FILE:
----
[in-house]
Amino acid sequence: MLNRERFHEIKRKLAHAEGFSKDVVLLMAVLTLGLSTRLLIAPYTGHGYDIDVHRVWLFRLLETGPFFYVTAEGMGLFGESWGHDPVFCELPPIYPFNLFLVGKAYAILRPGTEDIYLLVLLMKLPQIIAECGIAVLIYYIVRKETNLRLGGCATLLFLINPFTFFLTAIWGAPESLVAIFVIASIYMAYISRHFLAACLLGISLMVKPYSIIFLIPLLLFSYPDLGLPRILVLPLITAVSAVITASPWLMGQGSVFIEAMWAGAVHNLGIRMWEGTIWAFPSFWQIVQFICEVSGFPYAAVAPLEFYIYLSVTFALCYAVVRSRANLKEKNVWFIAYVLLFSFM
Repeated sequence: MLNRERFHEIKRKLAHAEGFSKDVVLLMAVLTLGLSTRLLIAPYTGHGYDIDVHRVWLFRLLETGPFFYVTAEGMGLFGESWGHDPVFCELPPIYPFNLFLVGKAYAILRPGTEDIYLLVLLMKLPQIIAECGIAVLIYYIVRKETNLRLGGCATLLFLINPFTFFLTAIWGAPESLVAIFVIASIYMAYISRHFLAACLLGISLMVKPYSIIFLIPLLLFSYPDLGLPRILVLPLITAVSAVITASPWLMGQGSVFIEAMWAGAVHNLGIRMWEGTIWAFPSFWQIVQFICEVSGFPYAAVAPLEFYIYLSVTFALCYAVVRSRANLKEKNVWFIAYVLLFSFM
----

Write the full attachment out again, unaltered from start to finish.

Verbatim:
[in-house]
Amino acid sequence: MLNRERFHEIKRKLAHAEGFSKDVVLLMAVLTLGLSTRLLIAPYTGHGYDIDVHRVWLFRLLETGPFFYVTAEGMGLFGESWGHDPVFCELPPIYPFNLFLVGKAYAILRPGTEDIYLLVLLMKLPQIIAECGIAVLIYYIVRKETNLRLGGCATLLFLINPFTFFLTAIWGAPESLVAIFVIASIYMAYISRHFLAACLLGISLMVKPYSIIFLIPLLLFSYPDLGLPRILVLPLITAVSAVITASPWLMGQGSVFIEAMWAGAVHNLGIRMWEGTIWAFPSFWQIVQFICEVSGFPYAAVAPLEFYIYLSVTFALCYAVVRSRANLKEKNVWFIAYVLLFSFM
Repeated sequence: MLNRERFHEIKRKLAHAEGFSKDVVLLMAVLTLGLSTRLLIAPYTGHGYDIDVHRVWLFRLLETGPFFYVTAEGMGLFGESWGHDPVFCELPPIYPFNLFLVGKAYAILRPGTEDIYLLVLLMKLPQIIAECGIAVLIYYIVRKETNLRLGGCATLLFLINPFTFFLTAIWGAPESLVAIFVIASIYMAYISRHFLAACLLGISLMVKPYSIIFLIPLLLFSYPDLGLPRILVLPLITAVSAVITASPWLMGQGSVFIEAMWAGAVHNLGIRMWEGTIWAFPSFWQIVQFICEVSGFPYAAVAPLEFYIYLSVTFALCYAVVRSRANLKEKNVWFIAYVLLFSFM